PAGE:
Last July, Steven Horwitz, chairman of the Department of Economics at St. Lawrence University in New York, cited the Heritage Institute’s report as “pretty good evidence that ‘Obamacare’ has been a job killer.” I asked him whether the recent good news on jobs contradicted the thesis.

His guess, he said, was that “factors other than regulatory uncertainty have moved in positive ways leading to more job creation even though the uncertainty remains.”

“At some point in time, recovery will happen as resources get reallocated away from the mistakes of the pre-2007 boom and find their currently most productive uses. The regulatory environment might well have (and maybe still) made that process slower than it would have been, but eventually it will happen. Given the fluidity of the presidential race, I’m doubtful that uncertainty has been reduced any real amount, so my quick observation is that we are seeing the recovery pick up some speed as it eventually would. The argument was never that we’d be stuck with 9 or 10 percent employment forever, just longer than we needed to be thanks to the uncertainty.”

It is definitely true that the economy was bound to eventually recover. (It also stands to reason that a particularly devastating economic shock would precipitate a longer-than-usual recovery.) But what’s interesting about Horwitz’s argument is how it is reminiscent, in an inverse kind of way, to the pro-stimulus rationale we’re used to hearing from the White House. Without the stimulus, we have been told incessantly, the economy would have performed even worse than it actually did.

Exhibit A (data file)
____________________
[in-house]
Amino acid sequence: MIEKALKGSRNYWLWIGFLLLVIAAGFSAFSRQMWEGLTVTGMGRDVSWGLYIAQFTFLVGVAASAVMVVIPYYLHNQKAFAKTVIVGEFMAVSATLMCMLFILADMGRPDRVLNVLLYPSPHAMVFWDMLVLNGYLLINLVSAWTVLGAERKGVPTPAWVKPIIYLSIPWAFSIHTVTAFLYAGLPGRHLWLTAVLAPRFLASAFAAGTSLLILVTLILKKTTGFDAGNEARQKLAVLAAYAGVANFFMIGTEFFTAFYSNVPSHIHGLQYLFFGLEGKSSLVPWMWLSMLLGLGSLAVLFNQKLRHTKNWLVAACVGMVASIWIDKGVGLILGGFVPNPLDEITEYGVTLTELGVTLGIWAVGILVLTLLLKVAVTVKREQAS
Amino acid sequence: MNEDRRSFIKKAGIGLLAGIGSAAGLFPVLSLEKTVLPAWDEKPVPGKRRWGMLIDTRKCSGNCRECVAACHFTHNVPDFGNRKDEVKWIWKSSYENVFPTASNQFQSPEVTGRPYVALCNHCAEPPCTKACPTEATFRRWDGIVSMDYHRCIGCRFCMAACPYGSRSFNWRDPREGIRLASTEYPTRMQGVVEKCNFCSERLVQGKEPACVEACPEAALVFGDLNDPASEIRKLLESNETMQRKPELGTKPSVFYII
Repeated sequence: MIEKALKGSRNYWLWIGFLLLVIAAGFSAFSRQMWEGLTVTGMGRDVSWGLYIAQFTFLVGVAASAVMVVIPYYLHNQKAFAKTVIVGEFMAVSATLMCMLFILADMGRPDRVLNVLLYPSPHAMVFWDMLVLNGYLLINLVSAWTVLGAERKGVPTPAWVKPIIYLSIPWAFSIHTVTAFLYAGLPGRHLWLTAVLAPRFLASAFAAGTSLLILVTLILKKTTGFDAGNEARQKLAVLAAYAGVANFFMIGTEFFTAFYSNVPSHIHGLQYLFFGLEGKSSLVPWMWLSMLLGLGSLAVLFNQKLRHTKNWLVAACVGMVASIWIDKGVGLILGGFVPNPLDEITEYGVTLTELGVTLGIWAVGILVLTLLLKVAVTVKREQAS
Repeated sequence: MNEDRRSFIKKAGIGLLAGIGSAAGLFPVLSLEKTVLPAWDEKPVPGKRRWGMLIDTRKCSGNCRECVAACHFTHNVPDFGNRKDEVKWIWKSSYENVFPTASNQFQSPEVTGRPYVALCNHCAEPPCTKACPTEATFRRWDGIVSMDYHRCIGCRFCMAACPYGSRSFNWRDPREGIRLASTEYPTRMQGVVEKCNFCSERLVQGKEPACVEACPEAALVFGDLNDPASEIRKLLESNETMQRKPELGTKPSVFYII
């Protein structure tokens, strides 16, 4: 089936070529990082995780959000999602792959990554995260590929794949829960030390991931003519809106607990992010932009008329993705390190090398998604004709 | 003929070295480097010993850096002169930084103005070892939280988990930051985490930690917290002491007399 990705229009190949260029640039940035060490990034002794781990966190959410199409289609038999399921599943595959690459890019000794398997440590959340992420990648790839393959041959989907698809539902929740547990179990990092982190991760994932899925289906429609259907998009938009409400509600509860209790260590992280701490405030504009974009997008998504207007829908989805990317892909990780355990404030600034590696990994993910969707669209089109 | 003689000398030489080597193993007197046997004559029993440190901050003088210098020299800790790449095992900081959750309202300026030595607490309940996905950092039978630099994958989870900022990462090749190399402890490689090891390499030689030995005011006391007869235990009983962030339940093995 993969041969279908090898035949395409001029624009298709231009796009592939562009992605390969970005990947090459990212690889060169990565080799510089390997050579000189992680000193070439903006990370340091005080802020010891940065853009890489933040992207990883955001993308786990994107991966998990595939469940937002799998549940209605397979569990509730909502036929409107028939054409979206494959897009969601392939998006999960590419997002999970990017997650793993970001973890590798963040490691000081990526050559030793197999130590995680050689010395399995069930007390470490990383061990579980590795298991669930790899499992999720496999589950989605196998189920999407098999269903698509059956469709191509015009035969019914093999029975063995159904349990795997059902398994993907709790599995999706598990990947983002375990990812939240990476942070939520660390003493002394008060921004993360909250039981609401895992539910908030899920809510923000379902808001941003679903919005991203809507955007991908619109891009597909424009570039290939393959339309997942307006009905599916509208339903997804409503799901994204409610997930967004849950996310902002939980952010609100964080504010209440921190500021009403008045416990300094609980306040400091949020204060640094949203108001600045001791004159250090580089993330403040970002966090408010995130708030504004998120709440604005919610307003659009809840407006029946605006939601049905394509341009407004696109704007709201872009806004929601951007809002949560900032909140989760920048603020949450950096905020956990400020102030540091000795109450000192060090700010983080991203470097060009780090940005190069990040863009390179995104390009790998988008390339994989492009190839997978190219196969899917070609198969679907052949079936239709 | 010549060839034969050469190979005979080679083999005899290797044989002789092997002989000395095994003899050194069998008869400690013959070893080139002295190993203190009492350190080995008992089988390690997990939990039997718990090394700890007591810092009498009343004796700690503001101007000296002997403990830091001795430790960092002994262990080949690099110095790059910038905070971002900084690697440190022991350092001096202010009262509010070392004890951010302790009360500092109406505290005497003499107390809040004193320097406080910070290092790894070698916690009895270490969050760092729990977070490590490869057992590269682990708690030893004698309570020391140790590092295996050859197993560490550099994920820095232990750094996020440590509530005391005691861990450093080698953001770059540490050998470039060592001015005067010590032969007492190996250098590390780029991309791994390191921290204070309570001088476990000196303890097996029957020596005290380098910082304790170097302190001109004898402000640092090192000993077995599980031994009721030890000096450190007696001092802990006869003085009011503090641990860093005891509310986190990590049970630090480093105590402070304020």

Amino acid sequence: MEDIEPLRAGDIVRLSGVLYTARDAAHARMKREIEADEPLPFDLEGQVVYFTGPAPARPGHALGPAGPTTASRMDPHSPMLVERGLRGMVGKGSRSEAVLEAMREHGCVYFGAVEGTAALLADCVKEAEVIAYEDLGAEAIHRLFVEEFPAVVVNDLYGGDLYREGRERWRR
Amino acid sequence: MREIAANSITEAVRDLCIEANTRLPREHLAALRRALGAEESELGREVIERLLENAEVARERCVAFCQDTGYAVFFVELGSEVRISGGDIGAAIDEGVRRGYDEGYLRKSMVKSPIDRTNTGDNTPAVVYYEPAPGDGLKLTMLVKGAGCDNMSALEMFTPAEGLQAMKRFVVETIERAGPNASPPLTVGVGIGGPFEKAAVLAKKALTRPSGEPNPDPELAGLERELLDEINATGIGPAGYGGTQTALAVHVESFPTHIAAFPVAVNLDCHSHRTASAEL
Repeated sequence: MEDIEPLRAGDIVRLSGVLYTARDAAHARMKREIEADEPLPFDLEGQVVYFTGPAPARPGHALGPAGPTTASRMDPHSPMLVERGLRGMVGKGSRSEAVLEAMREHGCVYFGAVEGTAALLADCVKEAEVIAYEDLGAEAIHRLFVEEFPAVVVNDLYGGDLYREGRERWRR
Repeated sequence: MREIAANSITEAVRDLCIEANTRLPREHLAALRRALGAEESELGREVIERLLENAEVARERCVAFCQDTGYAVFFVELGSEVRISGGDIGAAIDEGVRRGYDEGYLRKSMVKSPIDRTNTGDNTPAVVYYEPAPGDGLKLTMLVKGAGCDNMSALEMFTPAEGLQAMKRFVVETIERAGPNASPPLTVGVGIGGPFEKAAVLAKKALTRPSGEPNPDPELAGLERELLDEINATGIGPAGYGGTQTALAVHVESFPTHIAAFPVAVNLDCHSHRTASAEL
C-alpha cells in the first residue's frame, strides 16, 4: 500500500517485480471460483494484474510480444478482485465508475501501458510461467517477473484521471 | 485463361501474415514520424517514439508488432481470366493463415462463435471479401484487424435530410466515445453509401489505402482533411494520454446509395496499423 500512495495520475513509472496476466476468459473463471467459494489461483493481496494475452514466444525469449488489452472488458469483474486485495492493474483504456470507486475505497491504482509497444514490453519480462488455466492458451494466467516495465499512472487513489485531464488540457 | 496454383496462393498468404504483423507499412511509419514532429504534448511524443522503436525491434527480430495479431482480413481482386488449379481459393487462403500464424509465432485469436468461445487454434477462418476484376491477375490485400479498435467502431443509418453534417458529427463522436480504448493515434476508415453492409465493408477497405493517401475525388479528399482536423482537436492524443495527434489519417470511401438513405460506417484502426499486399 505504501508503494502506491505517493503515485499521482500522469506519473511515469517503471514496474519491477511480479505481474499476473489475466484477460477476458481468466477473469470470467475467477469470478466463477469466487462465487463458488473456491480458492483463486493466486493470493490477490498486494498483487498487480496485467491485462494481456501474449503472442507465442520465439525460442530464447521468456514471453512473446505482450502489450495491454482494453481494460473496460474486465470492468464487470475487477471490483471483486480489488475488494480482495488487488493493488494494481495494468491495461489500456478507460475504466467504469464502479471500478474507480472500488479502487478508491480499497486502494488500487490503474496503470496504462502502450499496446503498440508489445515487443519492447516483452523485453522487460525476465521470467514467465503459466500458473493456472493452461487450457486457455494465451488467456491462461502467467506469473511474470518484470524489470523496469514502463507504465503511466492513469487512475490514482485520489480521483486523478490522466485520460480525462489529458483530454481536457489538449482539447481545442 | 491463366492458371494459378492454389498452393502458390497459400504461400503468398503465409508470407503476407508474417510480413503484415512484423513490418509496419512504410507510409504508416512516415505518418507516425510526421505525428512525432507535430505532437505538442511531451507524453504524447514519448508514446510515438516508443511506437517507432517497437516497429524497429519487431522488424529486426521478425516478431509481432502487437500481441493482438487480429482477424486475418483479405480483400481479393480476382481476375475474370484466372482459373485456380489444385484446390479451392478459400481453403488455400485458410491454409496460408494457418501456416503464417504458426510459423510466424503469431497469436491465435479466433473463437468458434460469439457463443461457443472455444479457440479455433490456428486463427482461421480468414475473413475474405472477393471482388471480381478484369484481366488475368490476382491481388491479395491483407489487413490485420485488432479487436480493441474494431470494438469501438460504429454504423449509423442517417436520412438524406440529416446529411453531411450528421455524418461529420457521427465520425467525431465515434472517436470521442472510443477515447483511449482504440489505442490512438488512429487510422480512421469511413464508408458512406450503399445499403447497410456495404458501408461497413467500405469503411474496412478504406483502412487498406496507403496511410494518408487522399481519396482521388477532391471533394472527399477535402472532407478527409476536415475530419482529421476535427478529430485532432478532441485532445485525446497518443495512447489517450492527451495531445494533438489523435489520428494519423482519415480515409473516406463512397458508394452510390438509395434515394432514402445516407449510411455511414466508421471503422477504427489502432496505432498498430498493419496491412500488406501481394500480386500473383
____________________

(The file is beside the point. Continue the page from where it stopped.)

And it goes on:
But we’ll never know if the White House is correct on the stimulus, or Horwitz is correct about the effects of uncertainty, because there’s no way for us to test their arguments. We can’t go back in time and rerun the experiment, this time without the stimulus, and without healthcare reform, to see what would happen. All we can say with authority is that the labor market has had its ups and downs and ups, all while the level of “uncertainty” about future regulation seems more or less consistent.

But even that observation opens up a can of worms. In 2011, the labor market’s worst performing months coincided almost perfectly with multiple Republican efforts to bring government to a halt in a series of budget showdowns. What’s more likely to cause uncertainty about the future: the gradual phased-in implementation of laws passed by Congress, or the prospect that the federal government will not be functioning next week?

Indeed, as EPI’s Larry Mishel, author of a strong attack on the regulatory uncertainty thesis, told me, if you took the argument to its logical conclusion, you would have to concede that “democracy is bad for economic growth.”

After all, what could be more uncertain than the prospects for economic policy in a country where the opposition party is campaigning on a platform predicated on repealing all the major accomplishments of the incumbent? It’s a wonder that there’s any economic activity in the United States at all.

Andrew Leonard

Andrew Leonard is a staff writer at Salon. On Twitter, @koxinga21.